In these situations your doctor may need to tailor your antiretroviral treatment or treat your other condition before starting your HIV treatment. This will be explained to you by the clinicians looking after you.
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The Infectious Myth Busted Part : Hiv Transmission Rare Or Non
For those who believe HIV is a highly infectious virus, theyve probably never seen Nancy Padians 1996 study which followed 176 discordant couples for 10 years. These couples regularly slept together and had unprotected sex. There were no HIV transmissions from the positive partner to the negative partner during the entirety of the study. A few revealing highlights:
Heterosexual Transmission of Human Immunodeficiency Virus in Northern California: Results from a Ten-year Study
Over time, the authors observed increased condom use and no new infections.
We followed 175 HIV-discordant couples over time, for a total of approximately 282 couple-years offollow-up . Because of deaths as well as the break-up of couples, attrition was severe only 175 couples are represented in table 3. The longest duration of follow-up was 12 visits . We observed no seroconversions after entry into the study.
At last follow-up, couples were much more likely to be abstinent or to use condoms consistently, and were much less likely to practice anal intercourse . Nevertheless, only 75 percent reported consistent condomuse in the 6 months prior to their final follow-up visit. Forty-seven couples who remained in follow-up for 3 months to 6 years used condoms intermittently, and no seroconversions occurred among exposed partners.
Not so, according to the trustworthy people at the CDC. Keep in mind, these are their best case numbers/estimates:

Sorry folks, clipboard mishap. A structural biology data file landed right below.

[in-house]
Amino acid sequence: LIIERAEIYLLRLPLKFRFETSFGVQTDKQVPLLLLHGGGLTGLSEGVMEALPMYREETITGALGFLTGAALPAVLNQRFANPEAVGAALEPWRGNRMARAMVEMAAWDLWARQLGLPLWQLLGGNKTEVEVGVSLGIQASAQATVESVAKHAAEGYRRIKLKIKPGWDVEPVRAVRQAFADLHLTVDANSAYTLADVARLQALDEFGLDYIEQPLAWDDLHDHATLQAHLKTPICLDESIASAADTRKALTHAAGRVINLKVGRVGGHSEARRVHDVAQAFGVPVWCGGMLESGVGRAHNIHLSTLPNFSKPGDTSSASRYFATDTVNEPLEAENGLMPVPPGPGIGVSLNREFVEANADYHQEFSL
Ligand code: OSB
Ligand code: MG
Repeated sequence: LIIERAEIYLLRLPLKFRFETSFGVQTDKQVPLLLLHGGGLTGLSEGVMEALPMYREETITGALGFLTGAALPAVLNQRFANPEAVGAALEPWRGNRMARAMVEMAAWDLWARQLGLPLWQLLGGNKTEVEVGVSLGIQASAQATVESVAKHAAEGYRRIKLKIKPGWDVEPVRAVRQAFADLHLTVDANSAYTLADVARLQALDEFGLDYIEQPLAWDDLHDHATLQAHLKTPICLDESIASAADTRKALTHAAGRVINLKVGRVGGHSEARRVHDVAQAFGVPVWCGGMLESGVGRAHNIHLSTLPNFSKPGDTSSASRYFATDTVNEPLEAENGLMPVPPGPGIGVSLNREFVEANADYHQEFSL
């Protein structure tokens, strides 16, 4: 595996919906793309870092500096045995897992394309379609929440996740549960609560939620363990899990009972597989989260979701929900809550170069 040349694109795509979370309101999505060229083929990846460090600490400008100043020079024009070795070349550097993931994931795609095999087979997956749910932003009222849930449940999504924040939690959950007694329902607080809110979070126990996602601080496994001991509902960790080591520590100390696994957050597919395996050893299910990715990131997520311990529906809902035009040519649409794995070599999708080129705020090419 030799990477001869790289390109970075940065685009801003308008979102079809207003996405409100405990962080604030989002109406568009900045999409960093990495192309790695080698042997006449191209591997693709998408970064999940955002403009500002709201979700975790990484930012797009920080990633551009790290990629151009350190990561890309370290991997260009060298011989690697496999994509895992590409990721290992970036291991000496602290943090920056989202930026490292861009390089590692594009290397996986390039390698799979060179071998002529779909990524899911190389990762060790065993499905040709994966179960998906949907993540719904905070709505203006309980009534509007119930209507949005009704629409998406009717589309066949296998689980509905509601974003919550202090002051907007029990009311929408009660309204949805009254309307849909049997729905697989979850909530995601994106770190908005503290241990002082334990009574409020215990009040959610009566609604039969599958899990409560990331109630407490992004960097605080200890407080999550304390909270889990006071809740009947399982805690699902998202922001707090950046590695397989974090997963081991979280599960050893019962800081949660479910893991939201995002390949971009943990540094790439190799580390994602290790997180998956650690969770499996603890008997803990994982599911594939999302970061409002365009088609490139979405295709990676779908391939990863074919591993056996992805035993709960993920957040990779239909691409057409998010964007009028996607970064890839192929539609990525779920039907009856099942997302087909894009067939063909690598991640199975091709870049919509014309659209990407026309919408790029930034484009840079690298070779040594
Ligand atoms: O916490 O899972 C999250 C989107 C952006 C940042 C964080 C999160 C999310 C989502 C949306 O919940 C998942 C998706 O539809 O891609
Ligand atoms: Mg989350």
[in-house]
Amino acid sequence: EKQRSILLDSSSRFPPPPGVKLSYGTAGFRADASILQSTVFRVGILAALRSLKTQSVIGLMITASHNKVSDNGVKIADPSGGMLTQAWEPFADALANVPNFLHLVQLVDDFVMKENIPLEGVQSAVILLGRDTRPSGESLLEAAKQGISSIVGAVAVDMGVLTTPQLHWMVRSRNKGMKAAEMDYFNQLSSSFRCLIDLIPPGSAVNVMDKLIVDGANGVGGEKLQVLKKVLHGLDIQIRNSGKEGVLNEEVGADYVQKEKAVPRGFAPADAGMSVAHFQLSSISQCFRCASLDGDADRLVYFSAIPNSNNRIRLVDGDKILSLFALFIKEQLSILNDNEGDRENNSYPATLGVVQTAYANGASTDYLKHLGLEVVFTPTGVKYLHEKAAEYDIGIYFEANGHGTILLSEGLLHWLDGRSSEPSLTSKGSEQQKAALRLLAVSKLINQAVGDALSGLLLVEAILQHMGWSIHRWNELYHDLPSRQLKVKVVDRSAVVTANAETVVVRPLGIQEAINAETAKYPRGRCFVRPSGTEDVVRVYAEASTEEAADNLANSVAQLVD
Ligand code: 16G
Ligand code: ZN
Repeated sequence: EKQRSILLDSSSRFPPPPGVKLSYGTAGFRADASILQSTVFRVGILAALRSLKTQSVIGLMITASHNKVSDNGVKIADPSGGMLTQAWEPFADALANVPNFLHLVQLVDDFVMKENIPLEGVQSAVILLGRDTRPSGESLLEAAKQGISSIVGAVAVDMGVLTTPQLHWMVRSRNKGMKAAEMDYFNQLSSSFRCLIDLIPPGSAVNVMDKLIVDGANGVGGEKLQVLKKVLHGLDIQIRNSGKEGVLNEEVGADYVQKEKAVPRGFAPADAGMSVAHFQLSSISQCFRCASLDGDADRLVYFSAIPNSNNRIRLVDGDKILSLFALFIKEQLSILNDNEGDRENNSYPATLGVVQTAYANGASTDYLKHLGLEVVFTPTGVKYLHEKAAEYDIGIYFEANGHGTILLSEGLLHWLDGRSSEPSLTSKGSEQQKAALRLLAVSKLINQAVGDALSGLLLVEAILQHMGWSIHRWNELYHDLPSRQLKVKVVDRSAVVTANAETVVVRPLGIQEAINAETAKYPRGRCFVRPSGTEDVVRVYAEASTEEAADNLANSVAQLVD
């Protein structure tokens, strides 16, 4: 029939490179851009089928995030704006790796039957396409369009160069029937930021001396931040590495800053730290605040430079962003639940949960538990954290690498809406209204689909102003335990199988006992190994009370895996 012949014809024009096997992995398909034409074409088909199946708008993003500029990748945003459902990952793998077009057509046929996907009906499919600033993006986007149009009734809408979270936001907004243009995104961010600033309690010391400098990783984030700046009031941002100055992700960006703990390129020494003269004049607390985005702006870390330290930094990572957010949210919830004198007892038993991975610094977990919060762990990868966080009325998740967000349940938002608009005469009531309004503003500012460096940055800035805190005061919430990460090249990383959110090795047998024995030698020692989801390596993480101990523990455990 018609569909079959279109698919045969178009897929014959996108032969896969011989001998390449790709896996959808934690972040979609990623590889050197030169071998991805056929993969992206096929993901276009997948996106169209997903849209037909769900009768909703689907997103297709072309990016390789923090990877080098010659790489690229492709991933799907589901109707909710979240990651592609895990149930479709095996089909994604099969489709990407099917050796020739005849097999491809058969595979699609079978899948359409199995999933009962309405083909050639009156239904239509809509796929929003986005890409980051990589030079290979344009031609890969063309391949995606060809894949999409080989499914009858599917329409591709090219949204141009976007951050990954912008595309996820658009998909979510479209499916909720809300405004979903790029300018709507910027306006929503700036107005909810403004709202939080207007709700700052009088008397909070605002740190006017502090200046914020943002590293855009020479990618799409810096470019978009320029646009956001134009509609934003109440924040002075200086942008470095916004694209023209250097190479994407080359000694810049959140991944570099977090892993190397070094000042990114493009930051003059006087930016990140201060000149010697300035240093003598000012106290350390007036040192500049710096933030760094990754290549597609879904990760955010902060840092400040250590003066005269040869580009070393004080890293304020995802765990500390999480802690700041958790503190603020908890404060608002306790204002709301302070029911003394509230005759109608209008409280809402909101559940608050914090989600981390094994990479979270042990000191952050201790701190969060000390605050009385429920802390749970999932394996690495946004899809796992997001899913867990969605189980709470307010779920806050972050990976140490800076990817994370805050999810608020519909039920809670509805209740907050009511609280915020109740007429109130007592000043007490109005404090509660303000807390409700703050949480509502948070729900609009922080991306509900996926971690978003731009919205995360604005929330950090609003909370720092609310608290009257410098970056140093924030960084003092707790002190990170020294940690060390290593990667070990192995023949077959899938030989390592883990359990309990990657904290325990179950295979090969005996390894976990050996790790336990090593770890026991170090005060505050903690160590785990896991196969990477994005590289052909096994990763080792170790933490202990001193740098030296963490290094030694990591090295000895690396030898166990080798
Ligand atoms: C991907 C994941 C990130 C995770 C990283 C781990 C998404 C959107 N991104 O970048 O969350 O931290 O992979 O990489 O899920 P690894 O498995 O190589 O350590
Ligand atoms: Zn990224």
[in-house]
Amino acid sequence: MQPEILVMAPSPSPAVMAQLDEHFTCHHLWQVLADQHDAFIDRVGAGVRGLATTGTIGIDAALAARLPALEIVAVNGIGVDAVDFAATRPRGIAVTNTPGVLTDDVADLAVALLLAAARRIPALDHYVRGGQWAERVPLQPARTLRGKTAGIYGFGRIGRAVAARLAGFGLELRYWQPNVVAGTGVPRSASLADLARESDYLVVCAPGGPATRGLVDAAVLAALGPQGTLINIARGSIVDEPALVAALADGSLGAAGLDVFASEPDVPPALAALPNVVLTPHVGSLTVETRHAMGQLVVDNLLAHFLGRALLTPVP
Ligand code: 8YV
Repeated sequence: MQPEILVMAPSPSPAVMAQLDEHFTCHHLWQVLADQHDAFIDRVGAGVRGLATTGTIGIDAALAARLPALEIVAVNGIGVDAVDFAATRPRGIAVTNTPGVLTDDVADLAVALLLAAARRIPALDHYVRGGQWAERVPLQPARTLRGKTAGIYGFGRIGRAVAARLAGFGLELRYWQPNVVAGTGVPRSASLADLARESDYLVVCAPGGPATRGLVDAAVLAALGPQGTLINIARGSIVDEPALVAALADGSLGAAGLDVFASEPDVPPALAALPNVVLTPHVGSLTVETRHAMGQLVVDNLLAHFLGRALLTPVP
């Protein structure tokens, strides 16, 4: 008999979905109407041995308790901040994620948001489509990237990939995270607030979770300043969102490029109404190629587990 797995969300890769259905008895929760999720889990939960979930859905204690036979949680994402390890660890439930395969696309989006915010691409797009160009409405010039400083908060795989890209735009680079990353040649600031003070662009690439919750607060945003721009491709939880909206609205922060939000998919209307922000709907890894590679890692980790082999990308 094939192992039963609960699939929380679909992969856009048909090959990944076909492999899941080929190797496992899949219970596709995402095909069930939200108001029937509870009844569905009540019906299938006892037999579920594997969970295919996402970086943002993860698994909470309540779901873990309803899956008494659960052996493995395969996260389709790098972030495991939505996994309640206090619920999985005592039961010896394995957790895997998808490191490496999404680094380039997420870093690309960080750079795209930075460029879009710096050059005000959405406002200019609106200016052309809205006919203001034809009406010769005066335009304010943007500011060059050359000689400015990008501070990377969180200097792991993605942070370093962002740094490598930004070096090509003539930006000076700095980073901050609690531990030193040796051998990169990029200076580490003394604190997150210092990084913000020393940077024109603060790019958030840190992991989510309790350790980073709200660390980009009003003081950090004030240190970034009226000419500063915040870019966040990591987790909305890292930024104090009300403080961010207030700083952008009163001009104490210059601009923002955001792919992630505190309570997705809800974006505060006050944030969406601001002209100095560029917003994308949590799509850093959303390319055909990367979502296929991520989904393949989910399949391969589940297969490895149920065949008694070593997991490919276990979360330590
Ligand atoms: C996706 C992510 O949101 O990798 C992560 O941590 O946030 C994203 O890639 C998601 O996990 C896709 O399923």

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Whats The Treatment For Hiv
Theres no cure for HIV, but there are treatments that help people with HIV live long, healthy lives. Antiretroviral therapy is a combination of medicines that slows down the effects of HIV in your body and can help you stay healthy for many years. It can also lower or even stop your chances of giving HIV to anyone else.
ART lowers the amount of HIV in your body sometimes to the point where HIV wont show up on standard blood tests. If your HIV viral load is so low that certain tests cant see it, its called undetectable. When someone has an undetectable viral load, they cant spread HIV to others during sex.
Its important to remember that even with an undetectable viral load, HIV is still present in your body. If you stop treatment your viral load can go up, making it possible to pass HIV to others you have sex with. Your doctor or nurse can help you find the treatment thats best for you to help keep your viral load low, so you can stay healthy.
Paying attention to your lifestyle can help you stay healthy too. This means eating well, getting enough sleep, exercising, learning how to deal with stress, and avoiding alcohol, smoking, and drugs.
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Which Drugs Should You Take
Now that you have learned a little about the types of drugs that are available and how they work, you may be wondering how your provider will know which treatment you should take.
HIV drugs are used in combination with one another in order to get the best results. The goal is to get the viral load as low as possible for as long as possible.